On 9 March at The Warwickshire Hotel, the British Stainless Steel Association, the Nickel Institute and the European Hygienic Engineering and Design Group are jointly holding a conference entitled Stainless Steel in the Food and Beverage Industry with a wide-ranging and impressive list of presentations. But what occasioned this?
For over thirty years, the UK has had in place legislation that governs what materials can be put into contact with a food product. It must be demonstrable that they do not release harmful levels of their constituents into the food (think of pewter beer tankards which used to contain 4% of lead!). But the implications of these regulations are not widely understood, and often those who have to select food contact materials do not know where to go for advice nor where they can have candidate materials tested.
Also, parallel regulations require that food-processing equipment be designed for hygiene – that is, deliberately engineered so that contamination such as bio-films does not easily build up inside the machinery, and designed so that the equipment is easy to clean between production runs. Again, the whole science of hygienic engineering is less well understood than it might be, and instances of cross-infection between consecutive production batches still occur even amongst the major food producers.
Every food business operator in the UK – from a factory to a pub – is now required to have a documented Food Safety Management System, based on the principles of HACCP (Hazard and Critical Control Point) analysis, a technique which looks for everything which might go wrong, determines how it’s having done so will be recognised and lays out a procedure for rectifying the problem. Contamination of a food product either from the materials with which it is in contact or from ineffective cleaning of the plant are certainly hazards to food safety.
Indeed, meeting both contact materials and design legislation is so important that the new Issue 9 of the British Retail Consortium’s Brand Reputation Compliance Global Standards (BRCGS) auditing procedure now includes the requirement that a food supplier provides evidence that his equipment complies with both regulations before the supply of food products may commence.
But then arises the question of how, in practice, to ensure that materials and design both work to enhance food safety. Certainly, it is not enough for a food business operator to tell his equipment supplier that the item he wishes to purchase “will be for food use”. The selection of materials will depend upon the nature of the food being processed, the operating environment (particularly temperature) and the proposed cleaning procedures. Only when these are defined in sufficiently detailed technical terms can the right choice be made.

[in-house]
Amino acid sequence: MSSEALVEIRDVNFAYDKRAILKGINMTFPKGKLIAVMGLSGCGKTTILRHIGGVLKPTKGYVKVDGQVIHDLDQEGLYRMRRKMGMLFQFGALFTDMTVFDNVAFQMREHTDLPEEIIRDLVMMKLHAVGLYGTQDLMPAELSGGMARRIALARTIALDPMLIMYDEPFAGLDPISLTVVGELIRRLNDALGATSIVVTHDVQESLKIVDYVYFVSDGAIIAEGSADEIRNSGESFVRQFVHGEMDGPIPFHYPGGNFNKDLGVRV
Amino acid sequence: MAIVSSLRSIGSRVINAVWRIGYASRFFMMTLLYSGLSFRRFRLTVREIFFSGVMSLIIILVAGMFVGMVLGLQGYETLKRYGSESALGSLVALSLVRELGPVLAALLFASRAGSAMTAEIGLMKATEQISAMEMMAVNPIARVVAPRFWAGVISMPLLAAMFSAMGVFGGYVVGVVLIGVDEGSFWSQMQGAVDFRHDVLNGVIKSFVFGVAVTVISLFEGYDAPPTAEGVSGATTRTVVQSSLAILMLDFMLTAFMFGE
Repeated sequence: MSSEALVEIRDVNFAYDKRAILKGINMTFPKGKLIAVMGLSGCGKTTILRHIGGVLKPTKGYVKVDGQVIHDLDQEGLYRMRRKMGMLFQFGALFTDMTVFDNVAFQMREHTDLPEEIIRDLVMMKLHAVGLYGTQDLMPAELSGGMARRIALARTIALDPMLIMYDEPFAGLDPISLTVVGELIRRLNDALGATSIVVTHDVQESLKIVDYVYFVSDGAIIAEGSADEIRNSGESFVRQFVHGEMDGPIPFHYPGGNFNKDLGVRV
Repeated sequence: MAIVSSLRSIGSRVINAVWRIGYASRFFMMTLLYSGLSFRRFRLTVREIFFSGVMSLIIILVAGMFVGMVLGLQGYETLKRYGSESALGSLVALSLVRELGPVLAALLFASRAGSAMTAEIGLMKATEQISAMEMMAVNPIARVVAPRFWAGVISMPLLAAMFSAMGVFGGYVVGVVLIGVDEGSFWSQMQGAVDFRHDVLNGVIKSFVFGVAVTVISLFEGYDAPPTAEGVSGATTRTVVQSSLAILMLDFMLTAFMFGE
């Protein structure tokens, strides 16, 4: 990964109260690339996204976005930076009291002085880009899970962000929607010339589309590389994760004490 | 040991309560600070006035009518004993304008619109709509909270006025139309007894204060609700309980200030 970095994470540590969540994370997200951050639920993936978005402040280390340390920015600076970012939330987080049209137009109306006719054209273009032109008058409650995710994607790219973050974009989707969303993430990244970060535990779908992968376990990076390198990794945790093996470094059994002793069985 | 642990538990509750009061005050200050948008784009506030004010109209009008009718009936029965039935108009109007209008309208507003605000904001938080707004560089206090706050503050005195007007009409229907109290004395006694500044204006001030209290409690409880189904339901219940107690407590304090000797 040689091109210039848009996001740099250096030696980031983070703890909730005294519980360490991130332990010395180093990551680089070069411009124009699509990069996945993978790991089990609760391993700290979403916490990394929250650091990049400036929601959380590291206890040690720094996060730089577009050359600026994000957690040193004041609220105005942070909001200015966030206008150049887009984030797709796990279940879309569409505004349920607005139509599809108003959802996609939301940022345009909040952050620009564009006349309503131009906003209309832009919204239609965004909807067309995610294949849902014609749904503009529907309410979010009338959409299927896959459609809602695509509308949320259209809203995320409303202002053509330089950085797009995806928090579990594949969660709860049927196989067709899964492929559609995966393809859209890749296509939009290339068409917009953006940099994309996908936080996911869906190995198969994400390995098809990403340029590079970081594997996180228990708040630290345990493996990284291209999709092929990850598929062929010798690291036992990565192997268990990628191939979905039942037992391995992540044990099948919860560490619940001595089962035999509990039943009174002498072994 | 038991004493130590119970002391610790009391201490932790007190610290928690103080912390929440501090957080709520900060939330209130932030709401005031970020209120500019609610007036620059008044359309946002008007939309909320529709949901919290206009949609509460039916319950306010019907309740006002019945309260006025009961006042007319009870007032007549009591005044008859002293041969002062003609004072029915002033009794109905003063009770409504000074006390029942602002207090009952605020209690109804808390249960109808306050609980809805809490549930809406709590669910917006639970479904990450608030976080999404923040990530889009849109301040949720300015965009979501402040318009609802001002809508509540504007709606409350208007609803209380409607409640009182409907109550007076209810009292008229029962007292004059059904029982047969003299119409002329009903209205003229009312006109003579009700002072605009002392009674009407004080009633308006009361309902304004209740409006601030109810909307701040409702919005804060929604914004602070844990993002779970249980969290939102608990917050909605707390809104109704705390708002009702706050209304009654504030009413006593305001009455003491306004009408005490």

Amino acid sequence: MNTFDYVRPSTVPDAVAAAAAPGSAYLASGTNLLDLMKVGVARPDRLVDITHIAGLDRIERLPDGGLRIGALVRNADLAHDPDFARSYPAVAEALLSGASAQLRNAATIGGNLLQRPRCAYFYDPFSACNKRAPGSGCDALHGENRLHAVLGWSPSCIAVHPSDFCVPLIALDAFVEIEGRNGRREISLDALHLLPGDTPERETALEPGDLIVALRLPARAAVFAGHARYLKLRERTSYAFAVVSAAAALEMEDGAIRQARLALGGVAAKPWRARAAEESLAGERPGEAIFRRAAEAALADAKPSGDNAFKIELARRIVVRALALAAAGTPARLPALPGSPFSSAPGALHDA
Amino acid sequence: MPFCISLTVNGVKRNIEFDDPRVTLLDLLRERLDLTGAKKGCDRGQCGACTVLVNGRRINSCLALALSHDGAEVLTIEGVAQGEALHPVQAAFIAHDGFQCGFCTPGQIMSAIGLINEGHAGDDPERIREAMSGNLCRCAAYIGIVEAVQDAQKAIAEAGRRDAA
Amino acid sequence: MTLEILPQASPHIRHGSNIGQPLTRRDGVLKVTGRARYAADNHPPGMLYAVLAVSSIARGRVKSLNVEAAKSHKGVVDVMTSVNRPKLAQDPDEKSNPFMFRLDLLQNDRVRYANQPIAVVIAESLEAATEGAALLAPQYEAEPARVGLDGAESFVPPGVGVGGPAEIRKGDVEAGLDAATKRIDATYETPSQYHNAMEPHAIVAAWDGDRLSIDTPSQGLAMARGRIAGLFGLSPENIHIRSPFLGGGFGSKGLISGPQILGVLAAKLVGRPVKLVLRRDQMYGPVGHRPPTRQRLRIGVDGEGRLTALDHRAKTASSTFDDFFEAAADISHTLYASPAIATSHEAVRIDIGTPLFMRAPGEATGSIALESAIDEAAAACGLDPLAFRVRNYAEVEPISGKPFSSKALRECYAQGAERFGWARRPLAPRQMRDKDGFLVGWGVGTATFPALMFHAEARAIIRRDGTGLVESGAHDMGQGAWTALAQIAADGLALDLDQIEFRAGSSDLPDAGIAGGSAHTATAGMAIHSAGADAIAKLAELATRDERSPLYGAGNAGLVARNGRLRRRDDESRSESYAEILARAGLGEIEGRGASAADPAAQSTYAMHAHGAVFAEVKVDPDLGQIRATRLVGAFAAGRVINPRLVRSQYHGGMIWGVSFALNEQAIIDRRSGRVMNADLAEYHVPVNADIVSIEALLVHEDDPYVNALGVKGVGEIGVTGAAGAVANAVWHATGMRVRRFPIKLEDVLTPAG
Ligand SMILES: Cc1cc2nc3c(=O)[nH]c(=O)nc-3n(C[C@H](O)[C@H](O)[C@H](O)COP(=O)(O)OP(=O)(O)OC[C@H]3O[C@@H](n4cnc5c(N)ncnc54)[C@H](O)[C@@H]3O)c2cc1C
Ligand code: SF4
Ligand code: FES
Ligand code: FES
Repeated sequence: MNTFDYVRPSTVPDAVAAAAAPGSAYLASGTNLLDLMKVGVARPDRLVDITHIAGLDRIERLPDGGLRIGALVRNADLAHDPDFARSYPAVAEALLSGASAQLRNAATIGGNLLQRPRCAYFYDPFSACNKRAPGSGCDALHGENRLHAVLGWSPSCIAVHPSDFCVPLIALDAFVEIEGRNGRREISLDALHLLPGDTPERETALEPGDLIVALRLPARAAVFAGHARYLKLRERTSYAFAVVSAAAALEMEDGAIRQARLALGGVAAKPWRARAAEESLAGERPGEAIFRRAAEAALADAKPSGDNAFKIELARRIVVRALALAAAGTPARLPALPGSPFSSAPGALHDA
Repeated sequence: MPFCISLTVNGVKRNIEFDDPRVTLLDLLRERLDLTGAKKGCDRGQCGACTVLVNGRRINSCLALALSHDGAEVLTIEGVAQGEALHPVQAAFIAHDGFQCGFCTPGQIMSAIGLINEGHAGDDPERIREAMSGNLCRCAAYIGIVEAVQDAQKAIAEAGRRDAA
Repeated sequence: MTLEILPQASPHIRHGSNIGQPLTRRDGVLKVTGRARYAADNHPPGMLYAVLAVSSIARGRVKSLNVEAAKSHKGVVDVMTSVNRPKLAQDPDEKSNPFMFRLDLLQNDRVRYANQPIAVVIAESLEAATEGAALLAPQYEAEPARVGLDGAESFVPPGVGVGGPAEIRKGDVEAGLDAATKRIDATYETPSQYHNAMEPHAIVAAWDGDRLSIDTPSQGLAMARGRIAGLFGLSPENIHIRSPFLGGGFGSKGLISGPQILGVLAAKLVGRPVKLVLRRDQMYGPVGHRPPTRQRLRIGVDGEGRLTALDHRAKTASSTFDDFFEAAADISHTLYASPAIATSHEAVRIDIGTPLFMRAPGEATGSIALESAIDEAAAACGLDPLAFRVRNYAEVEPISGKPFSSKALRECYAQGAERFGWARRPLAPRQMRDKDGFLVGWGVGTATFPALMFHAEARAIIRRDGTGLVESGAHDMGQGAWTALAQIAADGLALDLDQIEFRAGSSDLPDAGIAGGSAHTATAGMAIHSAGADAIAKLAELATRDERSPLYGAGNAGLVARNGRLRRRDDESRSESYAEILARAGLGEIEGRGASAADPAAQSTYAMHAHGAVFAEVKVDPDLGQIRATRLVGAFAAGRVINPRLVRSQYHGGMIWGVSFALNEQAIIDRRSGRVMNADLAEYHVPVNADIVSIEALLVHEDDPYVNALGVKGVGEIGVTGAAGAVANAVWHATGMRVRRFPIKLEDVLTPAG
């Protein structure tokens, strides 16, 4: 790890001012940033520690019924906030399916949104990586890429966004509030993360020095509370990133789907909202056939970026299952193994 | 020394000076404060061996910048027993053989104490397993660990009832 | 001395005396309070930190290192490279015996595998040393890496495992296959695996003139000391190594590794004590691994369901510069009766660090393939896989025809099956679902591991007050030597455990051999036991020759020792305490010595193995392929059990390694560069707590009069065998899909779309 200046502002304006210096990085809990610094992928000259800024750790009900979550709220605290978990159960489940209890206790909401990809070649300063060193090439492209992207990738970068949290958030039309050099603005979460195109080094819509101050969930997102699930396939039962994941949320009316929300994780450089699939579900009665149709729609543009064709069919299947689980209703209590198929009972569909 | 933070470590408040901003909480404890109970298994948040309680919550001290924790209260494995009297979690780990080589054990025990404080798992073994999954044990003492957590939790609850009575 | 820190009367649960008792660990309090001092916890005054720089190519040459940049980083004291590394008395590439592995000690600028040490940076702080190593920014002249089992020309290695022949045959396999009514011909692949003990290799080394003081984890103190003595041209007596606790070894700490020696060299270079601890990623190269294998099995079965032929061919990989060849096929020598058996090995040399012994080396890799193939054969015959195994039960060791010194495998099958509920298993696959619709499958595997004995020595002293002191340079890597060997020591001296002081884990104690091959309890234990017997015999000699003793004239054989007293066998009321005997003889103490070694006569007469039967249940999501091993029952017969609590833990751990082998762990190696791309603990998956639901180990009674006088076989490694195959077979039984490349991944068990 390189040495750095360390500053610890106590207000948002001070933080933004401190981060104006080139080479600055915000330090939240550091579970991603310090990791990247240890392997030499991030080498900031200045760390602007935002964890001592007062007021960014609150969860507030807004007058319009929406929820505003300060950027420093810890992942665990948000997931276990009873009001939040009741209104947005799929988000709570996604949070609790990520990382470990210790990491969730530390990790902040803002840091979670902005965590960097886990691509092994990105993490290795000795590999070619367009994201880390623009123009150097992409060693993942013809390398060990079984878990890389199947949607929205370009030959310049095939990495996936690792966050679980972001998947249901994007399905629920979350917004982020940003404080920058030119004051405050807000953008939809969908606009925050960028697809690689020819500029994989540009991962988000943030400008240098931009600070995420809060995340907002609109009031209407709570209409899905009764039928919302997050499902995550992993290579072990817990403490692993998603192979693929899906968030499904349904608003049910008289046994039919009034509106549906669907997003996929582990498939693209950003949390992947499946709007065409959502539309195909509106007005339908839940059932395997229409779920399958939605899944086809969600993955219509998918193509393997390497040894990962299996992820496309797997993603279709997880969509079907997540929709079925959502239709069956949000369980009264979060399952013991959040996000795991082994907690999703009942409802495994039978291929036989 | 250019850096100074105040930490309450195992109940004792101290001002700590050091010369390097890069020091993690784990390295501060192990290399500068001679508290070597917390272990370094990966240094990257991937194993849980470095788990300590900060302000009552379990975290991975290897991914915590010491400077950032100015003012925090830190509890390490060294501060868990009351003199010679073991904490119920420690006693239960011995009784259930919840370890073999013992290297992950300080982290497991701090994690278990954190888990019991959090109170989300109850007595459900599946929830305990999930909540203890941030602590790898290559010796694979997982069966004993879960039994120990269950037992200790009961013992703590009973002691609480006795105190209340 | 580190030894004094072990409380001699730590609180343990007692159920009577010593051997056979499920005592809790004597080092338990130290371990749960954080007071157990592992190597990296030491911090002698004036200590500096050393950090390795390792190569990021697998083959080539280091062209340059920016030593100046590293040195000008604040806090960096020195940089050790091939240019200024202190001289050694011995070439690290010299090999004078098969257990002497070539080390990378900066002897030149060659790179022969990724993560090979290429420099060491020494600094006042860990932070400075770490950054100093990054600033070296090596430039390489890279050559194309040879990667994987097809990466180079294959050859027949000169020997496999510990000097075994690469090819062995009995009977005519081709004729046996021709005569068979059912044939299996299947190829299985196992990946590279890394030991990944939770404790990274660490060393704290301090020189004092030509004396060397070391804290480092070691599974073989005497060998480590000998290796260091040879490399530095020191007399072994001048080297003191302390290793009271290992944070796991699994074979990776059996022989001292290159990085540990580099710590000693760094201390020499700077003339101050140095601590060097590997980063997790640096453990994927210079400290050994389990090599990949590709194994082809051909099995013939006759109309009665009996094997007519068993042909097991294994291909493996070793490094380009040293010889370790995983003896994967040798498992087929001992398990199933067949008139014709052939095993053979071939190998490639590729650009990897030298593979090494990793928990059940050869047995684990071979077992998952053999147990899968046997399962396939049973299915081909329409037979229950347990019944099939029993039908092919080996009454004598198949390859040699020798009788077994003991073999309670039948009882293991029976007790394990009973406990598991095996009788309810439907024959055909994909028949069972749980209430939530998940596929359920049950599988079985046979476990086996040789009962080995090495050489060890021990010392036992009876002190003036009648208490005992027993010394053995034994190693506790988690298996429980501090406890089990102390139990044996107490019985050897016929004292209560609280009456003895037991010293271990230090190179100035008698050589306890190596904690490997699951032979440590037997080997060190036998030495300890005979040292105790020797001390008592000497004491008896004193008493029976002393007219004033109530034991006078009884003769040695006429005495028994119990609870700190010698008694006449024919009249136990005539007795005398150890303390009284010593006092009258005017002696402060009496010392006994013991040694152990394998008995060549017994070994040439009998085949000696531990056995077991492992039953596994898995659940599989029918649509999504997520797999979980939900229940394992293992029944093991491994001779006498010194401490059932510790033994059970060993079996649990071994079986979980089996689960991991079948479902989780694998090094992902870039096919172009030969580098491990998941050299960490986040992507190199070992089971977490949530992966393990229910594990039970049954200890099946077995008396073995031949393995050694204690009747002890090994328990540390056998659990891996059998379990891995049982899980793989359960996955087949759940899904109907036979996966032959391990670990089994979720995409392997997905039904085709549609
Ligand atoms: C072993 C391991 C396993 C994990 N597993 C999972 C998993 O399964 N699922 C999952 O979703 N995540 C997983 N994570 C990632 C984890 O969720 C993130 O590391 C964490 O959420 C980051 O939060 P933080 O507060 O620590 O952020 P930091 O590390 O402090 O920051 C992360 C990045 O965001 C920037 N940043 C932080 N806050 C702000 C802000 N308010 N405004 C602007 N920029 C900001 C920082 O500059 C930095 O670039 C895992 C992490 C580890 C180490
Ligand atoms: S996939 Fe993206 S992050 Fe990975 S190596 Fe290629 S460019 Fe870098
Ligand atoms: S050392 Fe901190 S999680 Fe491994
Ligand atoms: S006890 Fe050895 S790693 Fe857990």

Many specifiers do not appreciate, for instance, that there is a ‘family’ of at least twenty stainless steels in everyday use in the food and beverage sector, each with its own combination of attributes, and the skill comes in choosing the one which offers the required strength, corrosion resistance and ease of fabrication but no more ─ there is no need to pay for performance which simply is not necessary.
So, is the correct selection of food contact materials down to the raw material supplier? Or the equipment designer? Or the fabricator? And to whom can he-who-is-responsible turn if he needs specialist help? The conference will offer answers – and many specialists will be present to provide one-to-one advice.
The Stainless Steel in the Food and Beverage Industry conference programme is both comprehensive and exciting. It starts by asking which components of a piece of food-processing equipment we need to consider from a food contact materials point-of-view. It then discusses the suitability and the range of stainless steels. What is involved in designing for hygiene is the next topic and this is followed by a presentation on fabrication techniques. After a lunch and networking break comes advice on the analysis of failures in service. Then the importance of controlling surface finish – critical to hygiene and a specific requirement of the Machinery Directive – is followed by a discussion of operating and cleaning regimes. Finally, there will be a look at the relevant regulations and what they mean, what guidelines are easily available, where to go for more information and help and, critically, just where the legislation places the responsibility for making sure that materials and design come together to ensure the highest levels of food safety.
And the programme has built-in opportunities to ask burning questions and to establish contact with those who may be able to help you in the future.
An event not to be missed!
Tickets for the Stainless Steel in the Food and Beverage Industry conference are available via the BSSA website, with a 10% discount for groups of 5 or more: https://bssa.org.uk/event/stainless-steel-in-the-food-and-beverage-industry/